We evaluated the combination of leaching techniques and melt blending of polymers and particles for the preparation of highly interconnected three-dimensional polymeric porous scaffolds for in vitro studies of human hepatocarcinoma processes. More specifically, sodium chloride and poly(ethylene glycol) (PEG) were used as water-soluble porogens to form porous and solvent-free poly(L,D-lactide) (PLA)-based scaffolds. Several characterization techniques, including porosimetry, image analysis and thermogravimetry, were combined to improve the reliability of measurements and mapping of the size, distribution and microarchitecture of pores. We also investigated the effect of processing, in PLA-based blends, on the simultaneous bulk/surface modifications and pore architectures in the scaffolds, and assessed the effects on human hepatocarcinoma viability and cell adhesion. The influence of PEG molecular weight on the scaffold morphology and cell viability and adhesion were also investigated. Morphological studies indicated that it was possible to obtain scaffolds with well-interconnected pores of assorted sizes. The analysis confirmed that SK-Hep1 cells adhered well to the polymeric support and emitted surface protrusions necessary to grow and differentiate three-dimensional systems. PEGs with higher molecular weight showed the best results in terms of cell adhesion and viability.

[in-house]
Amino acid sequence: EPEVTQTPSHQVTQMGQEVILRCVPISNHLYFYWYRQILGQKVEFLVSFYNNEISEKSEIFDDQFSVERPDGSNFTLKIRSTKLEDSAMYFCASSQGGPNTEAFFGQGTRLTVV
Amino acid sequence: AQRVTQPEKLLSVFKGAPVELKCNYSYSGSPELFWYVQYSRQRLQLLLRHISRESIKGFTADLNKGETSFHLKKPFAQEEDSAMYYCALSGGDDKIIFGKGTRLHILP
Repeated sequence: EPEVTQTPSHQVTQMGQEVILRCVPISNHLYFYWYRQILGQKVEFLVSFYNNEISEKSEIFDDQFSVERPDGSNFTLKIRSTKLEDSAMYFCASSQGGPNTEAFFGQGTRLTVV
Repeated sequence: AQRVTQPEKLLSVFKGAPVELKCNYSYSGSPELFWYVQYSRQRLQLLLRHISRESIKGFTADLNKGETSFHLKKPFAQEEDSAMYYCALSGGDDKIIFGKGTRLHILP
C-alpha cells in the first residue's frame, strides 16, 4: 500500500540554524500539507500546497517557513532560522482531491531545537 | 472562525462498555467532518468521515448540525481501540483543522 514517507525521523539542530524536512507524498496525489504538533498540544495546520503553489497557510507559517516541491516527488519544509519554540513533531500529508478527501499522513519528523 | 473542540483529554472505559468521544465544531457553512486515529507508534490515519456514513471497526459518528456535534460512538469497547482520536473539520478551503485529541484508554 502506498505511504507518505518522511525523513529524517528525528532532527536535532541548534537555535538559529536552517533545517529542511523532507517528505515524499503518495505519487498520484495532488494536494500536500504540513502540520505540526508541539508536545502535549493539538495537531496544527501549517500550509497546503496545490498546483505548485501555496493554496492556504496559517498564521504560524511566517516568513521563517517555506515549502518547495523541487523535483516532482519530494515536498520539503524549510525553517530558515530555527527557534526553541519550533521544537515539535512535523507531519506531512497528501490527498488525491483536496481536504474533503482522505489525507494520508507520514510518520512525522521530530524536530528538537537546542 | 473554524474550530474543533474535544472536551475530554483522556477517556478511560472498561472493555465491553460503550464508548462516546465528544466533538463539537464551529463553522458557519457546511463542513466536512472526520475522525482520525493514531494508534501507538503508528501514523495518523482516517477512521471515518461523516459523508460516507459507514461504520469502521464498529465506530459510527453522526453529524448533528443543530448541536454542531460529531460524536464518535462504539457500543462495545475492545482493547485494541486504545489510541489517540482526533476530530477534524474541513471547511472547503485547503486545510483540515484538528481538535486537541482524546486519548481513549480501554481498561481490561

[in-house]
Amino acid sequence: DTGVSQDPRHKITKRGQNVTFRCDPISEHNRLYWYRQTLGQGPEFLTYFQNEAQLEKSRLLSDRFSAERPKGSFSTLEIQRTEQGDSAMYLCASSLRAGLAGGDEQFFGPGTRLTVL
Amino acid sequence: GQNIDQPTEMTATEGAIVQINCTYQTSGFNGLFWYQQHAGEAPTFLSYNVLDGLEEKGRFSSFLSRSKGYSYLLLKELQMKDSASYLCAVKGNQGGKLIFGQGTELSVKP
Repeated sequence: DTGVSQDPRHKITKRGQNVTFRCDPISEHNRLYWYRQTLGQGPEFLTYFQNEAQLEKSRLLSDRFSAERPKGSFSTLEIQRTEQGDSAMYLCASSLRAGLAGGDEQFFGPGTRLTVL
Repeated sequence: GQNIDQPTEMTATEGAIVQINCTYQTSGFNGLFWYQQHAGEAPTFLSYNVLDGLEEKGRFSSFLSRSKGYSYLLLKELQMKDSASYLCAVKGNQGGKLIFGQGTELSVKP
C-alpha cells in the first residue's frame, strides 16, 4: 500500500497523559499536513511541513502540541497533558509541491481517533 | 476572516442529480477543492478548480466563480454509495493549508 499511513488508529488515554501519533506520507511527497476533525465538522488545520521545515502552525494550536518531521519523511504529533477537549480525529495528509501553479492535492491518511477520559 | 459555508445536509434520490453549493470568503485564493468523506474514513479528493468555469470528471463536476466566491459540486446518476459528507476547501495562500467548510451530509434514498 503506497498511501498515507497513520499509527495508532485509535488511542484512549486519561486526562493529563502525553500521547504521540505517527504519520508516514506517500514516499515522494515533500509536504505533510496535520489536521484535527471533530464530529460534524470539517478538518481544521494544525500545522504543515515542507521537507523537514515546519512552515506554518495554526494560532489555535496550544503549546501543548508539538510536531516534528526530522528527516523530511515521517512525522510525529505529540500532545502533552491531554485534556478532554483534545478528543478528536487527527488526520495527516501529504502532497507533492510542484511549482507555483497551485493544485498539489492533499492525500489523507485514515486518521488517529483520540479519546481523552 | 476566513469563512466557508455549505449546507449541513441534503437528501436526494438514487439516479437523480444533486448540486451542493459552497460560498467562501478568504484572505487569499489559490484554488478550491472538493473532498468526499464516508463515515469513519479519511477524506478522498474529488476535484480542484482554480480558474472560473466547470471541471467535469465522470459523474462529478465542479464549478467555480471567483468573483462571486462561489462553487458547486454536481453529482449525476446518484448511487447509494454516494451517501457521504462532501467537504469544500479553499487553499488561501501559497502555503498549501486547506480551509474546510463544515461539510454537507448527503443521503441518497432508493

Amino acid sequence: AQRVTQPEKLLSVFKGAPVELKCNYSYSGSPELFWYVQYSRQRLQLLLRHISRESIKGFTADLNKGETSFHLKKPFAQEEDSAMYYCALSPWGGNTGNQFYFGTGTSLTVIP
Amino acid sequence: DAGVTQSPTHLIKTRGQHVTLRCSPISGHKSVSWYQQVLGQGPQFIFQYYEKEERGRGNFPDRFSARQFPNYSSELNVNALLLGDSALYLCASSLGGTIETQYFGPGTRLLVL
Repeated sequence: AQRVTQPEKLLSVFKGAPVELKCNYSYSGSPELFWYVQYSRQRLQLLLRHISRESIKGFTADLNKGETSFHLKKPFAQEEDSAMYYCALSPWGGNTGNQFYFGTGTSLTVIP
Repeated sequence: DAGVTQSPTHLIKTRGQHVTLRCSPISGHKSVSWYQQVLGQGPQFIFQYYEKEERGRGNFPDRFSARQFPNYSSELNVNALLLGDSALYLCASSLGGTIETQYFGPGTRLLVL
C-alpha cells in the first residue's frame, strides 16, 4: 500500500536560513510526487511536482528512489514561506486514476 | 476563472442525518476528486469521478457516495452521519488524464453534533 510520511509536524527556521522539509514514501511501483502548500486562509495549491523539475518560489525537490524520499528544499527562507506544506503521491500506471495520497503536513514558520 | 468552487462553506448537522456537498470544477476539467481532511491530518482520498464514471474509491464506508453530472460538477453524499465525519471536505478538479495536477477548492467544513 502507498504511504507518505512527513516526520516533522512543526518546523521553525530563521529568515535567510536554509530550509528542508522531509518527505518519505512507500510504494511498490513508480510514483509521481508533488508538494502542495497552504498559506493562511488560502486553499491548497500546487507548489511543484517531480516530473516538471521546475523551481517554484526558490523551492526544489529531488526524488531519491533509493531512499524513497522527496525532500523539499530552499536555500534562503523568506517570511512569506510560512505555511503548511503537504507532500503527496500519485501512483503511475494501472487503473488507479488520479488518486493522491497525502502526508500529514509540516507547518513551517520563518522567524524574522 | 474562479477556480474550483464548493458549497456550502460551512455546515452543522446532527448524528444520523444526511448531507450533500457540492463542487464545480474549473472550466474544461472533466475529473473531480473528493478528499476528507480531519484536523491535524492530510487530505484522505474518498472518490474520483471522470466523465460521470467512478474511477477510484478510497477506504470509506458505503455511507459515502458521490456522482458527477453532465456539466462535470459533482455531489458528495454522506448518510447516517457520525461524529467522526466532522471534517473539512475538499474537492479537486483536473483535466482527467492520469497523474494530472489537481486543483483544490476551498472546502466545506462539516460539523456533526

|Number of pages||12|
|Journal||Science and Technology of Advanced Materials|
|Publication status||Published - 2012|
All Science Journal Classification (ASJC) codes
- General Materials Science